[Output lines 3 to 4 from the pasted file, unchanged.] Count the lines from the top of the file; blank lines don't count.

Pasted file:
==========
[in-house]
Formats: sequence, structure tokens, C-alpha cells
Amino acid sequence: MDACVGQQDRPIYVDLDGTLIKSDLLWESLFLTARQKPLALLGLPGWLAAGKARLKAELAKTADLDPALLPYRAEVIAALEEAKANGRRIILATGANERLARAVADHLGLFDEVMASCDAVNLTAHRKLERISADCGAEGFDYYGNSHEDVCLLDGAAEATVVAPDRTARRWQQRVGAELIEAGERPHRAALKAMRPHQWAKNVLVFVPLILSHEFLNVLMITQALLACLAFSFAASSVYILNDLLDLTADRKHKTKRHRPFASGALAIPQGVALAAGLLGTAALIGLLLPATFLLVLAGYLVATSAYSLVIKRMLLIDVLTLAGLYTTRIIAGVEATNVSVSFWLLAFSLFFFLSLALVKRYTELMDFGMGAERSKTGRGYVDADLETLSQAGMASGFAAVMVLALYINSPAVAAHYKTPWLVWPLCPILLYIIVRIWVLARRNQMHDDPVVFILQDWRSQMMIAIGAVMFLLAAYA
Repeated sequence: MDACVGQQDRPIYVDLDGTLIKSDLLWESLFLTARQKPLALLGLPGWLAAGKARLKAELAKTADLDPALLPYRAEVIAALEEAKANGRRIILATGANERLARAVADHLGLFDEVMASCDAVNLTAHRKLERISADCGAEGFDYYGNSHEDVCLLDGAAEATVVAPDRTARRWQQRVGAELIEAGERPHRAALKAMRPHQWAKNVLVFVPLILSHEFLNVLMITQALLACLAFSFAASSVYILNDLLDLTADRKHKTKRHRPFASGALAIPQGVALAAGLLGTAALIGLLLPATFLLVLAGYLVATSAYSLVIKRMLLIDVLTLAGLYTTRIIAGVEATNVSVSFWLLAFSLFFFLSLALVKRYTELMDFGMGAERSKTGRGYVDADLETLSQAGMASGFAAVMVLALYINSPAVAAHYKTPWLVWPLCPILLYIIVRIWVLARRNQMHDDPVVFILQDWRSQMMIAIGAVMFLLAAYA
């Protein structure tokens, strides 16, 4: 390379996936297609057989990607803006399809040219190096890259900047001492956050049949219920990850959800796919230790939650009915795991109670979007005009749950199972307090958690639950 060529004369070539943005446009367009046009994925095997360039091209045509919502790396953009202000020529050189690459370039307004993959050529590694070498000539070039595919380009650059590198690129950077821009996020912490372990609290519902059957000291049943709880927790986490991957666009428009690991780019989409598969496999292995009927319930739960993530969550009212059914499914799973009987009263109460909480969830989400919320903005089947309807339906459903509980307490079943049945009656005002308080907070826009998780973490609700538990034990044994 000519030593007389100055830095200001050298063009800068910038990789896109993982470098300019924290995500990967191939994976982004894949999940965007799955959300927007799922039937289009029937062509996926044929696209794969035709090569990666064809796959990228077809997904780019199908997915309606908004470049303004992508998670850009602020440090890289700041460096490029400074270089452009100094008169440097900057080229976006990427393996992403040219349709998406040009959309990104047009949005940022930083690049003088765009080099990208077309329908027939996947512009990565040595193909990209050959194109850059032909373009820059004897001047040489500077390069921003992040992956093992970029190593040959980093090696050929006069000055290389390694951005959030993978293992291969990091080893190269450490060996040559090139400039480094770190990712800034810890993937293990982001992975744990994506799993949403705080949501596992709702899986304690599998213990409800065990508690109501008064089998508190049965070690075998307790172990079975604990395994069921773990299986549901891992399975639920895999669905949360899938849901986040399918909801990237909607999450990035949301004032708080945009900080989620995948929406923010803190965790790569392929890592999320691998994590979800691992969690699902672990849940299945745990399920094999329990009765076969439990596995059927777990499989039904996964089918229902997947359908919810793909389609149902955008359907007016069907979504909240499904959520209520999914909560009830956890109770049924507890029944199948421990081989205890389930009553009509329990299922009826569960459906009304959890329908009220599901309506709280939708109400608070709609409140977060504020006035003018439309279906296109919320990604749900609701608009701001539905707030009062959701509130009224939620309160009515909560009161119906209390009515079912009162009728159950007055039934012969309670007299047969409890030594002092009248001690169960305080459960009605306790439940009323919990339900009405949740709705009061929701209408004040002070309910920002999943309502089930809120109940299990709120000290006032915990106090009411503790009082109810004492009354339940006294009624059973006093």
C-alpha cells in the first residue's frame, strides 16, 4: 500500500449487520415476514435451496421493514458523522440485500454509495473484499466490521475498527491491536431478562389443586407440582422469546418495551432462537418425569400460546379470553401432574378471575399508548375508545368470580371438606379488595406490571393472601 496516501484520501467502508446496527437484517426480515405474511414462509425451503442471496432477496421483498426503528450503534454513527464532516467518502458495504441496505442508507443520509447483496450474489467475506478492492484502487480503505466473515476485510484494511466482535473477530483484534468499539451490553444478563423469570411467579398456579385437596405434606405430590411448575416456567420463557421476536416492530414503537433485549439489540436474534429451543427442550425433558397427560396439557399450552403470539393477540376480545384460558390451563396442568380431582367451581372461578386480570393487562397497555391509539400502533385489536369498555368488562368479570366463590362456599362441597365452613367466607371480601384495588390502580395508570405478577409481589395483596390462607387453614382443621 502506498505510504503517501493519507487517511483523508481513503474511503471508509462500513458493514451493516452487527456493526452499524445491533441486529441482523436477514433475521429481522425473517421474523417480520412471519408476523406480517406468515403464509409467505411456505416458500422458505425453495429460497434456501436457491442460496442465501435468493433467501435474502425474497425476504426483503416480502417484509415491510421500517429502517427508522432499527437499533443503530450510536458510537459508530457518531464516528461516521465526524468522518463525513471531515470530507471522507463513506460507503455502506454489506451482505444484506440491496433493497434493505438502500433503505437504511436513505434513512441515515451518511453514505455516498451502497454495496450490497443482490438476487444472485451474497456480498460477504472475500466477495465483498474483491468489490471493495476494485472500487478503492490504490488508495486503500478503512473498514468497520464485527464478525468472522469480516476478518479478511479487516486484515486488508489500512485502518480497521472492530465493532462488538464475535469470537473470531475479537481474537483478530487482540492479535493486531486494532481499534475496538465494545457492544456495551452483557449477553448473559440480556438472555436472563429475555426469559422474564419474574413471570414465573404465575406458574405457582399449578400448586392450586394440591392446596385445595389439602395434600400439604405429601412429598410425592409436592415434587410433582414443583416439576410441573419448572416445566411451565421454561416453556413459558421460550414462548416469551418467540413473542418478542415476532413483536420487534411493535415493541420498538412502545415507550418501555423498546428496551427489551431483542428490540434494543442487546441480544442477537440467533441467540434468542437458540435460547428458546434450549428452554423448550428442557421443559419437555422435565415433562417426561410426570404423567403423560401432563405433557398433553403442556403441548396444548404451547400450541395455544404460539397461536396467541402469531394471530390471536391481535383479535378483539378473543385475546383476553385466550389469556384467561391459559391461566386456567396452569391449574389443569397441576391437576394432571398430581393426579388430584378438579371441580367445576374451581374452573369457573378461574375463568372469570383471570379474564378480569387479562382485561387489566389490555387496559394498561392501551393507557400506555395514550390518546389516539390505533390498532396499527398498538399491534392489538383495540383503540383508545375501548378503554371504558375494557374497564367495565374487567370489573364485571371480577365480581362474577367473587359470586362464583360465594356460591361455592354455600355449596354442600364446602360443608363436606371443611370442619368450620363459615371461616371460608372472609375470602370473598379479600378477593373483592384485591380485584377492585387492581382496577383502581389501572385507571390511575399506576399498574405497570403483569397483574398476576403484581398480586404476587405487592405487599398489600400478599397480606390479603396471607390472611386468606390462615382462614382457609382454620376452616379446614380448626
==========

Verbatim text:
Amino acid sequence: MDACVGQQDRPIYVDLDGTLIKSDLLWESLFLTARQKPLALLGLPGWLAAGKARLKAELAKTADLDPALLPYRAEVIAALEEAKANGRRIILATGANERLARAVADHLGLFDEVMASCDAVNLTAHRKLERISADCGAEGFDYYGNSHEDVCLLDGAAEATVVAPDRTARRWQQRVGAELIEAGERPHRAALKAMRPHQWAKNVLVFVPLILSHEFLNVLMITQALLACLAFSFAASSVYILNDLLDLTADRKHKTKRHRPFASGALAIPQGVALAAGLLGTAALIGLLLPATFLLVLAGYLVATSAYSLVIKRMLLIDVLTLAGLYTTRIIAGVEATNVSVSFWLLAFSLFFFLSLALVKRYTELMDFGMGAERSKTGRGYVDADLETLSQAGMASGFAAVMVLALYINSPAVAAHYKTPWLVWPLCPILLYIIVRIWVLARRNQMHDDPVVFILQDWRSQMMIAIGAVMFLLAAYA
Repeated sequence: MDACVGQQDRPIYVDLDGTLIKSDLLWESLFLTARQKPLALLGLPGWLAAGKARLKAELAKTADLDPALLPYRAEVIAALEEAKANGRRIILATGANERLARAVADHLGLFDEVMASCDAVNLTAHRKLERISADCGAEGFDYYGNSHEDVCLLDGAAEATVVAPDRTARRWQQRVGAELIEAGERPHRAALKAMRPHQWAKNVLVFVPLILSHEFLNVLMITQALLACLAFSFAASSVYILNDLLDLTADRKHKTKRHRPFASGALAIPQGVALAAGLLGTAALIGLLLPATFLLVLAGYLVATSAYSLVIKRMLLIDVLTLAGLYTTRIIAGVEATNVSVSFWLLAFSLFFFLSLALVKRYTELMDFGMGAERSKTGRGYVDADLETLSQAGMASGFAAVMVLALYINSPAVAAHYKTPWLVWPLCPILLYIIVRIWVLARRNQMHDDPVVFILQDWRSQMMIAIGAVMFLLAAYA